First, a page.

“And with warm blood he has signed the supreme verdict against our class enemy.”
Earth is an early slice of Soviet propaganda directed by Aleksandr Dovzhenko, considered one of the ‘great innovators’ of the silent Soviet era. In January 1928, the People’s Commissar for Enlightenment, Anatoli Lunacharsky discussed the need to take “cinema closer to the masses, especially the rural masses” while noting, “boring agitation is counter-agitation.” And Earth is a prime example of Soviet propaganda, meshing together political realities in the country with an idealized storyline. 1928-1932 was a period of industrialization and forced collectivization–two elements of Soviet culture that are clearly present in the film. This 1930 silent film, often labeled a ‘masterpiece’ by film historians was released during the forced collectivization of land and Stalin’s purge against the Kulaks (ostensibly wealthy farmers but in reality anyone who didn’t think Stalin’s policy of collectivization was a good idea). The film’s plot is simple: Ukrainian peasants band together to buy a tractor. The tractor will replace the use of teams of oxen that currently plough the fields. The tractor knocks down the fence of a kulak, and then later, that kulak in revenge murders a peasant. The peasants form a sort of righteous posse and hunt the kulak down. The film, incidentally, was supposedly filmed in a village where a peasant “activist leader was stabbed by reactionary farmers.”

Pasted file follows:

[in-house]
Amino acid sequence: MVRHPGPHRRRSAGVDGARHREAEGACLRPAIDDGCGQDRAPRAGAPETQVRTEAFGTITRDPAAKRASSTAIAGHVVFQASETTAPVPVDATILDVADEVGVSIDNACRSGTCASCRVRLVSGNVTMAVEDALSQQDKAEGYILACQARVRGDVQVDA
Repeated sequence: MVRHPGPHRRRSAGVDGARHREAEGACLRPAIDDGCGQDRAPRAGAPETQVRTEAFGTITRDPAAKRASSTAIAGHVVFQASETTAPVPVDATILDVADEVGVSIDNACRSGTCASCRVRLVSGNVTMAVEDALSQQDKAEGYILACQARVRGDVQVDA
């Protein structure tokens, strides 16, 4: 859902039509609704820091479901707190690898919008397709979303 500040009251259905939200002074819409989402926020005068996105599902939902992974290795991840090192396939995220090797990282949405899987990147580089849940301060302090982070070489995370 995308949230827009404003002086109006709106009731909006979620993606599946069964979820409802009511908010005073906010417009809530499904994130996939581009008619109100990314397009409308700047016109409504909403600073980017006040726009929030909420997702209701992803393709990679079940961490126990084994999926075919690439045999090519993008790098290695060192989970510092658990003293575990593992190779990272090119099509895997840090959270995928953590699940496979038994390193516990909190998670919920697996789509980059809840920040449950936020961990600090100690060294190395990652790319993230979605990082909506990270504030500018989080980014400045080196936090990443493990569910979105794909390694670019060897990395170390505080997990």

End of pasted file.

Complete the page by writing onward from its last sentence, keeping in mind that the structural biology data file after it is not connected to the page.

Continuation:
Earth has its good and bad moments. Heavily sentimental, the film begins with the death of an elderly peasant. The death scene is preposterous, with the old man on his deathbed and then changing his mind as he sits up and eats a pear. Then he decides it’s time to die, touches his chest and settles peacefully back down on the bed. While this era heralded in the period of Soviet cinema realism, obviously these sorts of scenes are not exactly realistic. And there are more of these scenes–at one point a naked female peasant rages around in her hut in some sort of ecstatic fit. Earth seems relatively crude when compared to American film from the same time period, and unfortunately, as with so many Russian/Soviet films, the subtitles are abysmal. Here’s an example:
“Well I’ll be a sonuvabitch. Them fellows are real class.”
The realism occurs in the shots of an idealized nature–apples growing on trees, long shots of a sunflower, and clouds moving across the sky. Even the collectivization is portrayed as a naturally occurring event. While cinema historians find value in this film, I thought it was interesting and was glad I watched it, but it was crude, very unsubtle, and downright chilling when considering what lay in store for the poor Ukrainians. 1932-33 brought the Ukrainian Famine, and the number of victims ranges somewhere between 2.6 to 10 million people, depending on the source.
The righteous Kulak hunting posse (and all of its symbolism) is disturbing, and there’s one moment when a peasant glances up at the sky. I half expected to see an image of Stalin amidst the floating clouds, but that sort of thing entered Soviet cinema later. These are still early days…. Anyway, for me at least, there was no enjoyment to be found in the film. Yes, it’s propaganda and so is an interesting relic but the cognitive dissonance between the reality of the dekulakization and this idealized Stalinized version chills the blood.